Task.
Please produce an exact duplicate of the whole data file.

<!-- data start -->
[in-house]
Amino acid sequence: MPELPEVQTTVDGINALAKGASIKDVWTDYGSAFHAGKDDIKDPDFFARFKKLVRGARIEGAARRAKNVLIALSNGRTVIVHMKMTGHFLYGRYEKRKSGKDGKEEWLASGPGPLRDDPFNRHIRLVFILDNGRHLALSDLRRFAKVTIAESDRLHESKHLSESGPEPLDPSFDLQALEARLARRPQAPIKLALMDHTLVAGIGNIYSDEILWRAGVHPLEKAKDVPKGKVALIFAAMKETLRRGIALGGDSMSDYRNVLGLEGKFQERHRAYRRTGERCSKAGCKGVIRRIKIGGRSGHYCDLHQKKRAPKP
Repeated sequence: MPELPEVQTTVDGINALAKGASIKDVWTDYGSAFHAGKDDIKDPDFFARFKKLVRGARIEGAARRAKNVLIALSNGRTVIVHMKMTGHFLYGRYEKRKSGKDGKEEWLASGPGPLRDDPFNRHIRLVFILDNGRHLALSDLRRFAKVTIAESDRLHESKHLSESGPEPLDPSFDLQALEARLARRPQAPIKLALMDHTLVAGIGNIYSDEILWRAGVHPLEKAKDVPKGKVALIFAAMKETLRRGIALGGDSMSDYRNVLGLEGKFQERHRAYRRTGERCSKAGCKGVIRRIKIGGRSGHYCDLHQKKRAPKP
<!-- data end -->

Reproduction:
[in-house]
Amino acid sequence: MPELPEVQTTVDGINALAKGASIKDVWTDYGSAFHAGKDDIKDPDFFARFKKLVRGARIEGAARRAKNVLIALSNGRTVIVHMKMTGHFLYGRYEKRKSGKDGKEEWLASGPGPLRDDPFNRHIRLVFILDNGRHLALSDLRRFAKVTIAESDRLHESKHLSESGPEPLDPSFDLQALEARLARRPQAPIKLALMDHTLVAGIGNIYSDEILWRAGVHPLEKAKDVPKGKVALIFAAMKETLRRGIALGGDSMSDYRNVLGLEGKFQERHRAYRRTGERCSKAGCKGVIRRIKIGGRSGHYCDLHQKKRAPKP
Repeated sequence: MPELPEVQTTVDGINALAKGASIKDVWTDYGSAFHAGKDDIKDPDFFARFKKLVRGARIEGAARRAKNVLIALSNGRTVIVHMKMTGHFLYGRYEKRKSGKDGKEEWLASGPGPLRDDPFNRHIRLVFILDNGRHLALSDLRRFAKVTIAESDRLHESKHLSESGPEPLDPSFDLQALEARLARRPQAPIKLALMDHTLVAGIGNIYSDEILWRAGVHPLEKAKDVPKGKVALIFAAMKETLRRGIALGGDSMSDYRNVLGLEGKFQERHRAYRRTGERCSKAGCKGVIRRIKIGGRSGHYCDLHQKKRAPKP